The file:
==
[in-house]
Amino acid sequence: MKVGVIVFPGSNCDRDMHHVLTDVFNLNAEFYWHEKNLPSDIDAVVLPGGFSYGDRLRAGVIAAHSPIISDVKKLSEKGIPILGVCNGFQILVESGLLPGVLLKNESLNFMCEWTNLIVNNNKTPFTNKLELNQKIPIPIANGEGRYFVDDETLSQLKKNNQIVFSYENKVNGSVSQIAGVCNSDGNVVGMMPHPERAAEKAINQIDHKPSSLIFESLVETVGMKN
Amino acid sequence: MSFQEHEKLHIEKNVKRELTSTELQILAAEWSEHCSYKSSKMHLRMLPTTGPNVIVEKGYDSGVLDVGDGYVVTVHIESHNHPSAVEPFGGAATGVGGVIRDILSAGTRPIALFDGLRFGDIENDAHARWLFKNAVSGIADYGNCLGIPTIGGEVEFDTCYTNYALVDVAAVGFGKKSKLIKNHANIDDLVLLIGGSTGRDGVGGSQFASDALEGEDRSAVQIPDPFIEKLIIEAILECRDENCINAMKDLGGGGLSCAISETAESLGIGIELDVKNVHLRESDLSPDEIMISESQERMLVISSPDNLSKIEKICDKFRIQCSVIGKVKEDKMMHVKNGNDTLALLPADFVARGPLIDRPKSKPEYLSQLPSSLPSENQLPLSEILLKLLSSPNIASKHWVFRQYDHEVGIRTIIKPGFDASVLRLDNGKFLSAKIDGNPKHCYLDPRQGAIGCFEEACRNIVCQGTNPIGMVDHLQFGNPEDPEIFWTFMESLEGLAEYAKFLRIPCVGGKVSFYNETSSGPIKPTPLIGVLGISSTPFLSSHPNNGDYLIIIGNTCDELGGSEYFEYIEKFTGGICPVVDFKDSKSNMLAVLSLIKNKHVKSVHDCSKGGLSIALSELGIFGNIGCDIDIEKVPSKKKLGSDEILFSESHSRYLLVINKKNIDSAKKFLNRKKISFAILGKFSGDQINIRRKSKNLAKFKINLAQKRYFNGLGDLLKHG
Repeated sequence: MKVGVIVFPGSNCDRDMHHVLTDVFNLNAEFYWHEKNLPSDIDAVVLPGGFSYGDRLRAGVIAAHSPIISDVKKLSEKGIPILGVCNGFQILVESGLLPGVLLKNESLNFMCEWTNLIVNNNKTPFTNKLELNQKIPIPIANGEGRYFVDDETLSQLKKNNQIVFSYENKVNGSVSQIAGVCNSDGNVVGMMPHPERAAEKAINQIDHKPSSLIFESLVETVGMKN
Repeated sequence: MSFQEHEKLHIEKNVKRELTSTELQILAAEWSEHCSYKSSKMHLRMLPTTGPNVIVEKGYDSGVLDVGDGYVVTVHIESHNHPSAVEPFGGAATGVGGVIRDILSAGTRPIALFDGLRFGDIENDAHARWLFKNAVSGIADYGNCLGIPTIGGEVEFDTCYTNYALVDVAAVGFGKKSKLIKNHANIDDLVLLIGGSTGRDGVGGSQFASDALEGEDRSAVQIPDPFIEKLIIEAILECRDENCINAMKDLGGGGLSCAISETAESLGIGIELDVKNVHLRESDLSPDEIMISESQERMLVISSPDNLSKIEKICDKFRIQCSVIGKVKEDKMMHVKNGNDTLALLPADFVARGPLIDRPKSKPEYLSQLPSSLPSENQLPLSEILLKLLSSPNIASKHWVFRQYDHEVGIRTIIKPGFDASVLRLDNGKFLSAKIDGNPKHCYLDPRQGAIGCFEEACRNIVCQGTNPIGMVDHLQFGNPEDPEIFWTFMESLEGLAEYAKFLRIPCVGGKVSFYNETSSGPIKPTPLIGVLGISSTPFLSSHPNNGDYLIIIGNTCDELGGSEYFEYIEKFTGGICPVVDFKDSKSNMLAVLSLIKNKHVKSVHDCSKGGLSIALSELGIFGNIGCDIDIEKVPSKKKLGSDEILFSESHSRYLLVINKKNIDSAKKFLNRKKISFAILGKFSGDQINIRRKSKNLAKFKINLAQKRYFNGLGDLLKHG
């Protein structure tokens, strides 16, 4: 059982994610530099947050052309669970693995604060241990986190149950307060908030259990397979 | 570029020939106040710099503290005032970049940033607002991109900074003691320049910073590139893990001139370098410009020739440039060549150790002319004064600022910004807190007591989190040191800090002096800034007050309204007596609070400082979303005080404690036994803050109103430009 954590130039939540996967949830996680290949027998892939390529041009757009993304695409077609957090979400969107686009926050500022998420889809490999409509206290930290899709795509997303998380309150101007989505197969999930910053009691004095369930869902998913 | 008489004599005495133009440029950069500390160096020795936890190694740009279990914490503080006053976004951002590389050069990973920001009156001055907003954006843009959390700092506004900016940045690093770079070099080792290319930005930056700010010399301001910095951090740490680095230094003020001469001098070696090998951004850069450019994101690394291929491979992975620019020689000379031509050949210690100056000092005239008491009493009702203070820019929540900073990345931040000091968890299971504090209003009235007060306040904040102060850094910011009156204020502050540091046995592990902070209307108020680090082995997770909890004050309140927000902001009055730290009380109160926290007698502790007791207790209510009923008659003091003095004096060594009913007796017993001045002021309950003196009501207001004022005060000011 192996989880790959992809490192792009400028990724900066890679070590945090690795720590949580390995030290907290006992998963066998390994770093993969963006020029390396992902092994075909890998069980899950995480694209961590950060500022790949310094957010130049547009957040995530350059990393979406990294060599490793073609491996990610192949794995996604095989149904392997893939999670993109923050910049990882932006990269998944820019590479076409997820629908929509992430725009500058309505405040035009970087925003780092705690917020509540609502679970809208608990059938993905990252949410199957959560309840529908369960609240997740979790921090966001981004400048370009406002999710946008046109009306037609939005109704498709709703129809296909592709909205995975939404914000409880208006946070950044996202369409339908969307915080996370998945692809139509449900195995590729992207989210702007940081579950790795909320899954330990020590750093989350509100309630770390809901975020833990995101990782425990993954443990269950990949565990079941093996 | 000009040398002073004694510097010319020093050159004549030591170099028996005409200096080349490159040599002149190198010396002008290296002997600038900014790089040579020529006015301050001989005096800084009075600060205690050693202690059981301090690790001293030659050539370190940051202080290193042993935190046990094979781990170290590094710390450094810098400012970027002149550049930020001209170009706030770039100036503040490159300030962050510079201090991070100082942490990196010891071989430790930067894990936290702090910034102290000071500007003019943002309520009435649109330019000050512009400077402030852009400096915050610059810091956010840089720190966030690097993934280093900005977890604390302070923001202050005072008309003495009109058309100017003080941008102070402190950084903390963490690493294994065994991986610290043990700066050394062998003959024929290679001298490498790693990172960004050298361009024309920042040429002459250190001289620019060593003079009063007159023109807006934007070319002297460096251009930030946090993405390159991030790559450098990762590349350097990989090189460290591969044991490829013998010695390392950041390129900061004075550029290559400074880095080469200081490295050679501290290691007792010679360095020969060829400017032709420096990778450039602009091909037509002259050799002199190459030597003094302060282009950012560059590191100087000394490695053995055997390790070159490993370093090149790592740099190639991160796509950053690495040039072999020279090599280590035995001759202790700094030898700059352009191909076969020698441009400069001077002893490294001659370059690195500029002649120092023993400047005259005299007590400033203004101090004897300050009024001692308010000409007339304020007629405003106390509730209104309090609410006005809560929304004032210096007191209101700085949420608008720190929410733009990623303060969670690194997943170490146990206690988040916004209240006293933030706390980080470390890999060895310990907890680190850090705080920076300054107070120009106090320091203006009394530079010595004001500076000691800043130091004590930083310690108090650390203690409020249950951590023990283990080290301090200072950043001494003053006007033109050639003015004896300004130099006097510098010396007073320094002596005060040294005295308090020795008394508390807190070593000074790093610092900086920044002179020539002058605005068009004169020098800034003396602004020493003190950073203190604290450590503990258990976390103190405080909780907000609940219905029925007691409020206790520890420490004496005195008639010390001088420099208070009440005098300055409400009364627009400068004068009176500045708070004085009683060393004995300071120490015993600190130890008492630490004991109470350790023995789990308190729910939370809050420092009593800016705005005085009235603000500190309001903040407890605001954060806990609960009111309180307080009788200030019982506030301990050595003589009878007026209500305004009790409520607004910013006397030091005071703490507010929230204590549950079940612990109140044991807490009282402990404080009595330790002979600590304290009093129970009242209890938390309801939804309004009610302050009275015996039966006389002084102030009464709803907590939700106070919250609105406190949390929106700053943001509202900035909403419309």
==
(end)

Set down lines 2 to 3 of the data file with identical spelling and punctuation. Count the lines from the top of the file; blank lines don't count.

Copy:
Amino acid sequence: MKVGVIVFPGSNCDRDMHHVLTDVFNLNAEFYWHEKNLPSDIDAVVLPGGFSYGDRLRAGVIAAHSPIISDVKKLSEKGIPILGVCNGFQILVESGLLPGVLLKNESLNFMCEWTNLIVNNNKTPFTNKLELNQKIPIPIANGEGRYFVDDETLSQLKKNNQIVFSYENKVNGSVSQIAGVCNSDGNVVGMMPHPERAAEKAINQIDHKPSSLIFESLVETVGMKN
Amino acid sequence: MSFQEHEKLHIEKNVKRELTSTELQILAAEWSEHCSYKSSKMHLRMLPTTGPNVIVEKGYDSGVLDVGDGYVVTVHIESHNHPSAVEPFGGAATGVGGVIRDILSAGTRPIALFDGLRFGDIENDAHARWLFKNAVSGIADYGNCLGIPTIGGEVEFDTCYTNYALVDVAAVGFGKKSKLIKNHANIDDLVLLIGGSTGRDGVGGSQFASDALEGEDRSAVQIPDPFIEKLIIEAILECRDENCINAMKDLGGGGLSCAISETAESLGIGIELDVKNVHLRESDLSPDEIMISESQERMLVISSPDNLSKIEKICDKFRIQCSVIGKVKEDKMMHVKNGNDTLALLPADFVARGPLIDRPKSKPEYLSQLPSSLPSENQLPLSEILLKLLSSPNIASKHWVFRQYDHEVGIRTIIKPGFDASVLRLDNGKFLSAKIDGNPKHCYLDPRQGAIGCFEEACRNIVCQGTNPIGMVDHLQFGNPEDPEIFWTFMESLEGLAEYAKFLRIPCVGGKVSFYNETSSGPIKPTPLIGVLGISSTPFLSSHPNNGDYLIIIGNTCDELGGSEYFEYIEKFTGGICPVVDFKDSKSNMLAVLSLIKNKHVKSVHDCSKGGLSIALSELGIFGNIGCDIDIEKVPSKKKLGSDEILFSESHSRYLLVINKKNIDSAKKFLNRKKISFAILGKFSGDQINIRRKSKNLAKFKINLAQKRYFNGLGDLLKHG